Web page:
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Title: "The diseases peculiar to women" : gender & curative space in Britain and British India, 1860-1914
Author: Plotkin, L. V.
ISNI:       0000 0004 8502 967X
Awarding Body: UCL (University College London)
Current Institution: University College London (University of London)
Date of Award: 2015
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This dissertation examines the gynecological construction of medicalized "curative space" both as an imagined ideal and a material reality in Britain and British India, from the mid-Victorian period to the advent of the First World War. Throughout this dissertation I employ two different definitions of curative space. The first, a geographer's definition, refers to the spaces of types of sites that the medical community deems to be salubrious or inducing of good health. The second is a psychologists definition and refers to the space between the patient and the therapist where healing is allowed to occur. As the long nineteenth-century progressed, women experienced many different types of curative space in their quest for better physical, mental, and moral health. This thesis interrogates the medical rationale underpinning these different kinds of medically mandated curative spaces, with particular emphasis on the home, the asylum, and the hill station sanatorium, in order to further our understanding of how medical discourse and practice shaped ideas about the female body and influenced the formation of women's subjectivities during this time period. To provide an analytical framework for this thesis, several different historiographical approaches are discussed in the Introduction. This thesis engages with a robust body of literature across several disciplines, including new imperial history, the history of medicine, and feminist philosophy to argue that the citational practices which comprised the symptom pool of gynecological 'disease' were constructed in part by the idea, concept, and availability of specific spaces.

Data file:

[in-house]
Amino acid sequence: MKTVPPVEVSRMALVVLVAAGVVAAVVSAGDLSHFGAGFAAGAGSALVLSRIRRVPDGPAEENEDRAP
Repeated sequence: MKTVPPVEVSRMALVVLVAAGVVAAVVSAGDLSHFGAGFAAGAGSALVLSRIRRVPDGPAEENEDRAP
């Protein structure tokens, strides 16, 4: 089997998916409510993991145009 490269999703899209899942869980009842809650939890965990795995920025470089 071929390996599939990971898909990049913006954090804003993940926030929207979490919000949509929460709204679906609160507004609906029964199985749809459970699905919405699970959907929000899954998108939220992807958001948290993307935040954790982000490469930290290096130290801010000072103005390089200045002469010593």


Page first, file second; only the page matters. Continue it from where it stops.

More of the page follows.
Supervisor: Not available Sponsor: Not available
Qualification Name: Thesis (Ph.D.) Qualification Level: Doctoral
EThOS ID:  DOI: Not available